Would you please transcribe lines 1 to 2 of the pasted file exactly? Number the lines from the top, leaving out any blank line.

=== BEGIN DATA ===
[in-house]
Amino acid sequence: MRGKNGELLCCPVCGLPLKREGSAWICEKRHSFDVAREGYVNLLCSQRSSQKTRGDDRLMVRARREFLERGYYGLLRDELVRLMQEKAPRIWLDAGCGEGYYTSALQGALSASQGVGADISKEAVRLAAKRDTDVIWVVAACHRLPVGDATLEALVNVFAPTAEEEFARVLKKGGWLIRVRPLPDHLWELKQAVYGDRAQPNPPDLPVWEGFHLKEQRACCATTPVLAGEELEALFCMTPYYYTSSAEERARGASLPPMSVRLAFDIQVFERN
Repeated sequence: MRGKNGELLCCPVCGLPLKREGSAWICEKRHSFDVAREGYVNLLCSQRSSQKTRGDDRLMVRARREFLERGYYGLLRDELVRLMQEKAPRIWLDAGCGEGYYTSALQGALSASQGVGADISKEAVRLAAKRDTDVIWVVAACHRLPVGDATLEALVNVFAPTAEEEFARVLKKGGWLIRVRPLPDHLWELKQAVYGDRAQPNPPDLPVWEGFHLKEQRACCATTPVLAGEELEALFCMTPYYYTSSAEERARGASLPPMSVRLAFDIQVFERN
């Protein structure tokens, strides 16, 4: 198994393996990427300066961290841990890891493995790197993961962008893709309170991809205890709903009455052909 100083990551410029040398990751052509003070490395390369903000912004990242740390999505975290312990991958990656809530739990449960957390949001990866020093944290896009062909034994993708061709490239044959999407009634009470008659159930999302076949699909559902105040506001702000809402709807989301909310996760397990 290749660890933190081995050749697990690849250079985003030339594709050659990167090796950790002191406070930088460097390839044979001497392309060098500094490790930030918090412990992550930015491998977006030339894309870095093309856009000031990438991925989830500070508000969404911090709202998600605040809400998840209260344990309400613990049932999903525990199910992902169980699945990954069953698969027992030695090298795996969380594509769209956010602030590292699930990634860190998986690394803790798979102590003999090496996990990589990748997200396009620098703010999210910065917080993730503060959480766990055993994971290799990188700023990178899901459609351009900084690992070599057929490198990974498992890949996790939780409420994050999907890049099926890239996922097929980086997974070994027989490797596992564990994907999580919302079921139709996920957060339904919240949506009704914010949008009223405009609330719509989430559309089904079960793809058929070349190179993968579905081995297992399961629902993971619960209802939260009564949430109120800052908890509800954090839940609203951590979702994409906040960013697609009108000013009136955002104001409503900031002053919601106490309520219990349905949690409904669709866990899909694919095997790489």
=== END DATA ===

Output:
[in-house]
Amino acid sequence: MRGKNGELLCCPVCGLPLKREGSAWICEKRHSFDVAREGYVNLLCSQRSSQKTRGDDRLMVRARREFLERGYYGLLRDELVRLMQEKAPRIWLDAGCGEGYYTSALQGALSASQGVGADISKEAVRLAAKRDTDVIWVVAACHRLPVGDATLEALVNVFAPTAEEEFARVLKKGGWLIRVRPLPDHLWELKQAVYGDRAQPNPPDLPVWEGFHLKEQRACCATTPVLAGEELEALFCMTPYYYTSSAEERARGASLPPMSVRLAFDIQVFERN